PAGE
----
Many groups coin abbreviations and acronyms as ways to help them decide what to do. Project managers use the SMART mnemonic to set program goals: Specific, Measurable, Attainable, Realistic and Time-sensitive. Pediatricians use the Apgar score to help them assess the health of newborns: Appearance, Pulse, Grimace, Activity, and Respiration.

People who practice collaborative innovation have their own shorthand, as well. For idea capture they use OIA: observation, implication, and application. Chris Miller, who founded innovation consultancy Innovation Focus, developed this approach as part of his Hunting for Hunting grounds method, through which participants identify new opportunities for growth. I explored the OIA approach’s use in collaborative innovation in an earlier article. An example of OIA follows (figure 1).

Figure 1: example of OIA

Click to enlarge

Click to enlarge

OIA enables originators to capture and share fully formed ideas such that their fellow community members and stakeholders have enough information to comment, assess, and decide next steps. I have found, too, in working with clients that OIA offers further benefits beyond enabling people to capture their ideas in full… Leer más “Revisiting the Idea of a Fully Formed Idea | innovationmanagement.se”


A 2007 McKinsey innovation report, based on a survey of nearly 1400 executives from around the world showed that the executives unanimously agreed (94%) that people and corporate culture were the most important drivers of innovation. In another major study of 759 firms across 17 major economies, “Corporate Culture” was found to be the primary driver of radical innovation (Radical Innovation Across Nations: The Preeminence of Corporate Culture, Journal of Marketing, Jan. 2009). Booz Allen has been surveying the Global 1000 firms and reporting on them since 2005. In their latest report (The Global Innovation 1000, Why Culture is Key, Issue 65, Winter 2011), they concluded:

 

“The elements that make up a truly innovative company are many: a focused innovation strategy, a winning overall business strategy, deep customer insight, great talent, and the right set of capabilities to achieve successful execution. More important than any of the individual elements, however, is the role played by corporate culture — the organization’s self-sustaining patterns of behaving, feeling, thinking, and believing — in tying them all together.”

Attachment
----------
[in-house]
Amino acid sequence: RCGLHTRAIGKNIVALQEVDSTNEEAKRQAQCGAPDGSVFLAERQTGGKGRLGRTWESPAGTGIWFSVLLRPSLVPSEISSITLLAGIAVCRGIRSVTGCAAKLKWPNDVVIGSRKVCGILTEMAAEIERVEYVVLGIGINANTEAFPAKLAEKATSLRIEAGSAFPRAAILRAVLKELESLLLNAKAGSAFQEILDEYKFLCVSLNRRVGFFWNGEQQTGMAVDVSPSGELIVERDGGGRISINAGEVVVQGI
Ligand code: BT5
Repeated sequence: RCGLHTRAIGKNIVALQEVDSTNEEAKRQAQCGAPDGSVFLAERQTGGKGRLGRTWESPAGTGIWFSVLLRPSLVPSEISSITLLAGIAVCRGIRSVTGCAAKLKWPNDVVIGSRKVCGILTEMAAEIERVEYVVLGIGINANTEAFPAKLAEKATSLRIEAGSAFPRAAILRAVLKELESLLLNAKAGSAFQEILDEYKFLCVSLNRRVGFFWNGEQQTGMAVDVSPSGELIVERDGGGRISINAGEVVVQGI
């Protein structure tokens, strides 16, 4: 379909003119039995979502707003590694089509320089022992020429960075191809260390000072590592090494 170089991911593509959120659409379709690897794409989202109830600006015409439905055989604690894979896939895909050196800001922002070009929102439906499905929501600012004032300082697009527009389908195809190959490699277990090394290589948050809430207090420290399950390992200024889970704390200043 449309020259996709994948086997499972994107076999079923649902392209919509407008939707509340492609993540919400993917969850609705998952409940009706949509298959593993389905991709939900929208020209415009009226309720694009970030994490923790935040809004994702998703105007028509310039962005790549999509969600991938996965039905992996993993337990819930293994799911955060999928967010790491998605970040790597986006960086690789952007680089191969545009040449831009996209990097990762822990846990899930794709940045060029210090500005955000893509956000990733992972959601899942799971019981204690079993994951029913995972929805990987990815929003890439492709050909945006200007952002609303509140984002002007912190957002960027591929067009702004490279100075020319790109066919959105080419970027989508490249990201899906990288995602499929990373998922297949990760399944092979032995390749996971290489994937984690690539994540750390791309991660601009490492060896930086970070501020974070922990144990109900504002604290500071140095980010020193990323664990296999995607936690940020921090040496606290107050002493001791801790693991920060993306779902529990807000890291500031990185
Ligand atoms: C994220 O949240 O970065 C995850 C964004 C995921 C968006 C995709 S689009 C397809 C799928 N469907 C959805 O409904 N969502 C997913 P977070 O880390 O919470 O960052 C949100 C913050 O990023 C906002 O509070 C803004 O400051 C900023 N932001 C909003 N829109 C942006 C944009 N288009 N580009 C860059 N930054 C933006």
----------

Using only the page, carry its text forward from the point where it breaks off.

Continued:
Unfortunately, enterprise culture is a slippery concept. Scholars define it as the bundle of attitudes, experiences, values, norms, assumptions and beliefs embraced by managers and employees; these, in turn, guide behavior. Regrettably, these elements of the definition of culture are equally slippery, with the result that any executive who wants to create a culture of innovation will have no way to measure the current culture; and without measurement, he or she will find it difficult, if not impossible, to identify a clear point at which to intervene and create positive change.

 

Recognizing this problem, in this book, I offer a model for capturing an innovative culture. I scoured the fields of organizational dynamics, leadership, behavioral science, corporate entrepreneurship and innovation to find theoretical frameworks and models that described organizational culture and culture of innovation. Specifically, I looked for instruments and assessment tools that were actionable; a primary need for all executives hoping to bring about change. In doing so, I found extensive research and models from academia, consulting firms and enterprises themselves, spanning over 30 years.

Innovation at Work

The Culture of Innovation

Hope you all had a great summer (in the northern hemisphere) and peaceful winter down below! Can’t believe that it is already October!

Before I took off for summer, I was hoping to finish off a task I had started in March – summarizing and giving you snippets from my recent book in Spanish. Unfortunately, that didn’t happen. Anyway, for first time readers, the book is titled (translated from Spanish), “Innovation 2.0: Why do we forget about the people when we talk about innovation? A practical way to create a culture of innovation.” Available from: (U.S. Amazon website, Spain Amazon website, Profit Editorial website, In e-book format from todoebook.com).

To help first time readers navigate and regular readers recall what we have covered thus far, I will quickly summarize my previous 5 blogs.

 March 2012 blog: My New Book